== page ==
Ramadan is a special time in the region and a central part of Islamic traditions. The following tips about the rules and customs of Muslims during Ramadan.
During the 40 days of Ramadan, Muslims will fast from dawn to dusk and are prohibited from eating, drinking (even water), chewing gum and smoking. In Kuwait, these rules apply to everyone, and non-Muslims are not allowed to do any of the above in public places during Ramadan. The authorities take these rules seriously, so do respect the rules, and refrain from eating or drinking in public areas. In the privacy of your home it is fine. Just not in public.
Some companies, educational facilities and other establishments will provide designated places in which non-Muslims can eat, drink or smoke during the day in Ramadan. Inquire at yours to plan your day ahead of time and do plan to bring your lunch and snacks to work, as your cafeteria and restaurants will be closed.
You can still shop as the malls and grocery stores are open, just not eat or drink. Check ahead for the Ramadan schedule at your clubs and stores, doctor offices and other service providers. Most businesses will be open at different hours. It is law in Kuwait that workers have shortened hours, and may only work for a maximum of 36 hour per week during Ramadan. Often office hours will start later and end earlier, shortening the workday. Or, for some retailers, they will open and close much later during the 40 days of Ramadan.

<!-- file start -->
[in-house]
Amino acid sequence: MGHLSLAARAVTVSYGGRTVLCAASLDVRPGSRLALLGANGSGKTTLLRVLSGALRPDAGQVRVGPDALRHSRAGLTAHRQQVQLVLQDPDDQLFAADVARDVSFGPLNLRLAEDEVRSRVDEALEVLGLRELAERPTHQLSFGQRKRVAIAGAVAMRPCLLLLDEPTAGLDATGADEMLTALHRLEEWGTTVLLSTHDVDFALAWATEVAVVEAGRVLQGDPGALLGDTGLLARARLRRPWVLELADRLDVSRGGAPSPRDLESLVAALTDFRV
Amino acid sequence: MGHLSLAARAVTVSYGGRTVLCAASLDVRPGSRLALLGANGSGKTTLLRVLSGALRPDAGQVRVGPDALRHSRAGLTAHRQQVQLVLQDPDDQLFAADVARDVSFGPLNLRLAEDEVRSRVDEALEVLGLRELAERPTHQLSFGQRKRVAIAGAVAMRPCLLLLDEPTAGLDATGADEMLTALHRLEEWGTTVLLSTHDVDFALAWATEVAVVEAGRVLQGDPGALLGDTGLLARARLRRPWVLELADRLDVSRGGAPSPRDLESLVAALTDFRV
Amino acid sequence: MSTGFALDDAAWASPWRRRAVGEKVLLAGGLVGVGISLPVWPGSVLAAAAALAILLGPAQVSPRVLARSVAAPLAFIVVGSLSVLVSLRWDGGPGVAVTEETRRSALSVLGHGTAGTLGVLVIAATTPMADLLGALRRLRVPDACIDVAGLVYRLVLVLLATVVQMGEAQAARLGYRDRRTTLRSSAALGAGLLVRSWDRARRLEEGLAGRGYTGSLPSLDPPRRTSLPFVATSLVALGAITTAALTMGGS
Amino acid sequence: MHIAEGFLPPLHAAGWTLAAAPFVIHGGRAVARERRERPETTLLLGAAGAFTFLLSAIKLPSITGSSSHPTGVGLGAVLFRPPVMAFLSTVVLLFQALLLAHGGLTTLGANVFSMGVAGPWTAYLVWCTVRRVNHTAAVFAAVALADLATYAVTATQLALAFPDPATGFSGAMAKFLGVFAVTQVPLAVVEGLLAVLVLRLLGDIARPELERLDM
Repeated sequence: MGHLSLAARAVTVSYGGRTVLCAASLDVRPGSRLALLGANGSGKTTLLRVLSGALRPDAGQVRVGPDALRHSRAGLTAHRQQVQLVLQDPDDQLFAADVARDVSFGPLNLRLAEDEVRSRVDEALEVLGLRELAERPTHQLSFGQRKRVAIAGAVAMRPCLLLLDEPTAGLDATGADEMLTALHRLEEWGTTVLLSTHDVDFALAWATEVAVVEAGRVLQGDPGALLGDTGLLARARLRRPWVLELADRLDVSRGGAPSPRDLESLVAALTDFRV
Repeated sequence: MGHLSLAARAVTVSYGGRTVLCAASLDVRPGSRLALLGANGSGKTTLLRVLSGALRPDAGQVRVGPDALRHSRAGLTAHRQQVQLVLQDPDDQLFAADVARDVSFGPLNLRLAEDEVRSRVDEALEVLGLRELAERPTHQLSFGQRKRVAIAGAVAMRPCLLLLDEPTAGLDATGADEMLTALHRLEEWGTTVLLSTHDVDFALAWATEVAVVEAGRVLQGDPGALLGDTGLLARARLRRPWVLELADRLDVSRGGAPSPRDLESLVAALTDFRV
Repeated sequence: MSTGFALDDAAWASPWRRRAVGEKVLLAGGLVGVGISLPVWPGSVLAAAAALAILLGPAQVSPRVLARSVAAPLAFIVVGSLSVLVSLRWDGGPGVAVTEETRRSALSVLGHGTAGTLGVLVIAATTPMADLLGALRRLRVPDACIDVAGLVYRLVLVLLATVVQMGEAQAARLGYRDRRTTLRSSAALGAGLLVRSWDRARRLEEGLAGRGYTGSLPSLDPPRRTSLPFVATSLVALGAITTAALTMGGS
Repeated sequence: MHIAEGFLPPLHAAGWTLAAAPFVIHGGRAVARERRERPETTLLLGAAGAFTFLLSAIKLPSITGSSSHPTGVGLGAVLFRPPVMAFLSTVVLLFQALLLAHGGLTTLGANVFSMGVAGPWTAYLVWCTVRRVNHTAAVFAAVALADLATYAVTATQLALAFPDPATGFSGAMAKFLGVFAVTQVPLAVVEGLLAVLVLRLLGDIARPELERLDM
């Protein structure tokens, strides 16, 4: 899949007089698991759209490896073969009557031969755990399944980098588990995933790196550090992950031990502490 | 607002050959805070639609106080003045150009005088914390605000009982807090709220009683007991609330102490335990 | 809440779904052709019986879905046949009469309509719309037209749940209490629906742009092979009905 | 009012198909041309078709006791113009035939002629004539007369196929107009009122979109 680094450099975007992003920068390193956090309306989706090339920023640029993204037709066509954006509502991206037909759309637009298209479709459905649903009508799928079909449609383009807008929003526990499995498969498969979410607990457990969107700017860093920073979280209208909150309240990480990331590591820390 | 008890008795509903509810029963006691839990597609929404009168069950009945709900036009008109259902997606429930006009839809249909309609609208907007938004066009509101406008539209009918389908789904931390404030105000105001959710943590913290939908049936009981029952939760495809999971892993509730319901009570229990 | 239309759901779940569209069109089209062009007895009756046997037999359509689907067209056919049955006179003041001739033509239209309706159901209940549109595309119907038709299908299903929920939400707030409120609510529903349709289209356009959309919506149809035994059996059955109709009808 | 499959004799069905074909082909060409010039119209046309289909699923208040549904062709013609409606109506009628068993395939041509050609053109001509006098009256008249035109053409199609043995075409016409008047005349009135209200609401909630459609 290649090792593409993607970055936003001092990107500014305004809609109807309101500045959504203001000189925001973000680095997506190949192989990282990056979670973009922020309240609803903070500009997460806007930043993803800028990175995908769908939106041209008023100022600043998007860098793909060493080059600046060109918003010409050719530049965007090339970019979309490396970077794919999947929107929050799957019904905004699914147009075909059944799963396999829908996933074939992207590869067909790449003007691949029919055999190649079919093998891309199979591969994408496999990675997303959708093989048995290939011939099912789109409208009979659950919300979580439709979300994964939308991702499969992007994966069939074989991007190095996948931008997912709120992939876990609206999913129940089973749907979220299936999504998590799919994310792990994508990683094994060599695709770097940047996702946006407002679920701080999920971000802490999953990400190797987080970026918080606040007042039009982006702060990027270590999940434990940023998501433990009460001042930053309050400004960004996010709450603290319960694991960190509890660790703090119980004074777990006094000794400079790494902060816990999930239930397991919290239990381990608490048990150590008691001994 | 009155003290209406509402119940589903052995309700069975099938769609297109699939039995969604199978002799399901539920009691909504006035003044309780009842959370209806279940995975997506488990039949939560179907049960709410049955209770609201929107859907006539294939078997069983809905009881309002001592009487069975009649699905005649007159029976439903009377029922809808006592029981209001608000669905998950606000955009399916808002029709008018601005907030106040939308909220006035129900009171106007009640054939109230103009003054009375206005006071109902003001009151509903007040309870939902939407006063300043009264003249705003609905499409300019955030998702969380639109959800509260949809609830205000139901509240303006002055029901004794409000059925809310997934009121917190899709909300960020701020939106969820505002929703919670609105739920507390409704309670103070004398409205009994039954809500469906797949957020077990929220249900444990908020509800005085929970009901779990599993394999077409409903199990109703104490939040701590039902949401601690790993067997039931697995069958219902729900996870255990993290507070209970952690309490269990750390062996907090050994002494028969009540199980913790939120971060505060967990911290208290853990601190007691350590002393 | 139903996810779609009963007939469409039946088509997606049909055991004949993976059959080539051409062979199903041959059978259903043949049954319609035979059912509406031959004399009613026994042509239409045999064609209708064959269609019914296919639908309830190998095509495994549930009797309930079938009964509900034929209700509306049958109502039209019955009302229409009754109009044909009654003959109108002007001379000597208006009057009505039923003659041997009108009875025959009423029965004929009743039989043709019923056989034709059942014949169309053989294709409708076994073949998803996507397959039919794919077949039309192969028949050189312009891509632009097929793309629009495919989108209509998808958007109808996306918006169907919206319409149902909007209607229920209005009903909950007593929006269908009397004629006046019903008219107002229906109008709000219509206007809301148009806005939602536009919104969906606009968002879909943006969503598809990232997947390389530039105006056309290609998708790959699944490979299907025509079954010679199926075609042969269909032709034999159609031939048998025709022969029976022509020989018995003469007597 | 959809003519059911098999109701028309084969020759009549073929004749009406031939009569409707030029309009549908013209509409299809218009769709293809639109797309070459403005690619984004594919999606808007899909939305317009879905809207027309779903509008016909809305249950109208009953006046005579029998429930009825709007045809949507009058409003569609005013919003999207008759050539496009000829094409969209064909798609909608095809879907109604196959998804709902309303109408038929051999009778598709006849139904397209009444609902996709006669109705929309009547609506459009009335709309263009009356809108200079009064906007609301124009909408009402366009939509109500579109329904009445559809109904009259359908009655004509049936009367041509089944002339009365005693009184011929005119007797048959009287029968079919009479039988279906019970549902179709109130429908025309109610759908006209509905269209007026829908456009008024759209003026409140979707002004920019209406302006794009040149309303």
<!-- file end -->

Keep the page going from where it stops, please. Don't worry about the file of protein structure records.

If you receive Muslim visitors, be careful about serving them refreshments during the day. If you discover that they are not fasting for one reason or another, you can invite them to a meal in your home or company's designated eating area.
At dusk, observers of Ramadan will hasten to break the fast, usually on dates and water or leban before performing the sunset prayer (Maghreb). Afterwards, they will have a heavy meal known as a Ghabqa.
When invited to break the fast in someone's house, don't eat and leave immediately. Enjoy more than one serving of dessert, coffee or tea, but be alert for the call to the evening prayer (Isha), since your host may wish to end the visit at that time.